Electronics Lab - SARCNET

School Amateur Radio Club Network
School Amateur Radio Club Network
School Amateur Radio Club Network
School Amateur Radio Club Network
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Electronics Lab
This activity introduces the concept of an electronics project lab and provides practice in their use.
We use an electronic project lab like this one. It has a wide range of electronic components, each with spring terminals so that you can connect the components, using insulated hookup wire with tinned, copper, ends, without the need for a soldering iron.

The electronics project lab comes with a very good booklet, which explains the function of each of the electronic component types and then presents 200 projects to build, complete with a description of operation, circuit diagram and wiring sequence. Here is one example:

These sets are great for a School Amater Radio Club. Especially when some students have already completed an activity and would like to do something on their own.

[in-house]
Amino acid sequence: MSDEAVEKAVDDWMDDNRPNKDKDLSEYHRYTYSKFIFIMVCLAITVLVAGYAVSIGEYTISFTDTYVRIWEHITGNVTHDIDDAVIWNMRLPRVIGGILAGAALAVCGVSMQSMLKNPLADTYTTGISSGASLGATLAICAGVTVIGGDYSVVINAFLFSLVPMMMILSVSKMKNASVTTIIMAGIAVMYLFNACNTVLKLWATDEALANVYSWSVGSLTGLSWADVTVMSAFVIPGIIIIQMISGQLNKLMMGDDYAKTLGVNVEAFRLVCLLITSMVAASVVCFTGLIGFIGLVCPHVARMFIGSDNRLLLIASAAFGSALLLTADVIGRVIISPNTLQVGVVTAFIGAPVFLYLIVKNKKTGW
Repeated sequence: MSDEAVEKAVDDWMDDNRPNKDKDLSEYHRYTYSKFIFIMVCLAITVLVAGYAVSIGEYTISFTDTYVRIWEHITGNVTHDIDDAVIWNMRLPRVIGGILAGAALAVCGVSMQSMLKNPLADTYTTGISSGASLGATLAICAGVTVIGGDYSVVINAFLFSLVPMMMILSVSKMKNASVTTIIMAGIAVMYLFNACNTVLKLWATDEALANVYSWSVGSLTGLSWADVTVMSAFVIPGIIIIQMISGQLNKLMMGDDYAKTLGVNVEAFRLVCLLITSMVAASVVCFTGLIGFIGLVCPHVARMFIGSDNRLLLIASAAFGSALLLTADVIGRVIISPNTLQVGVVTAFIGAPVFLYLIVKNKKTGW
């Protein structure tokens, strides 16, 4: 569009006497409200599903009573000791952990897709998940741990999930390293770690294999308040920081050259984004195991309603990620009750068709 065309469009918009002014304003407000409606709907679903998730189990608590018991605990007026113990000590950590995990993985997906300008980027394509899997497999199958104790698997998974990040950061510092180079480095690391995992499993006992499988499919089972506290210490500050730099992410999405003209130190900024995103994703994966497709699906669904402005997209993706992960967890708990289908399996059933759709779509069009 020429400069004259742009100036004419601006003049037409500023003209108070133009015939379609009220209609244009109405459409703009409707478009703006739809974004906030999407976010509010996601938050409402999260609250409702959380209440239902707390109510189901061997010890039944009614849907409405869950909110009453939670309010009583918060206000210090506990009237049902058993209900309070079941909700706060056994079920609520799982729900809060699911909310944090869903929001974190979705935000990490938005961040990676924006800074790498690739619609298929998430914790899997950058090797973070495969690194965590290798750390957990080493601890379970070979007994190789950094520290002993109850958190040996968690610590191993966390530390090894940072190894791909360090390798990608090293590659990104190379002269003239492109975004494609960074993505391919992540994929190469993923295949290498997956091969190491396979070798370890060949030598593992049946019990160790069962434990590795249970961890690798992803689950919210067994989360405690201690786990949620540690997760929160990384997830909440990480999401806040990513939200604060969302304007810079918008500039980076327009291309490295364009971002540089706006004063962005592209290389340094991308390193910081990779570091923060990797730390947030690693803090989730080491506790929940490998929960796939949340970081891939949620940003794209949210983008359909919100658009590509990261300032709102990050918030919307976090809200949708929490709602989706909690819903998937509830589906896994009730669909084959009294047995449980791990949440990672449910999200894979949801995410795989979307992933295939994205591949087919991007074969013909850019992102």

You will need:
  1. An electronic project lab of the type shown. Even a small one will do.
  2. Batteries to suit.
  1. Lead the students through some of the initial projects, which are intended to build understanding and confidence.
  2. Review the list of projects with them, explaining what some do.
  3. Let them tackle a few projects on their own. Provide supervision if neccessary.
  4. Ensure that all parts are returned to the kit for next time.
  1. Take a photo copy of some of the projects you have built on the electronics lab, ones which particulary interest you.
  2. Can you think of cool applications for these circuits, or ways you could modify them, or use them at home?
  3. Draw a sketch of what a device using your circuits might look like, in its own case, with batteries and switches, etc.
  4. Next time ask your supervisor where you can buy the individual components to build your circuit, how much they would cost and how long it would take to build it.
  5. Ask how you could construct the circuit using more permanent construction methods like Prototyping board, Veroboard or Manhatten style construction on copper clad board, using a soldering iron.
  6. Bring along the parts, next time, and get going.

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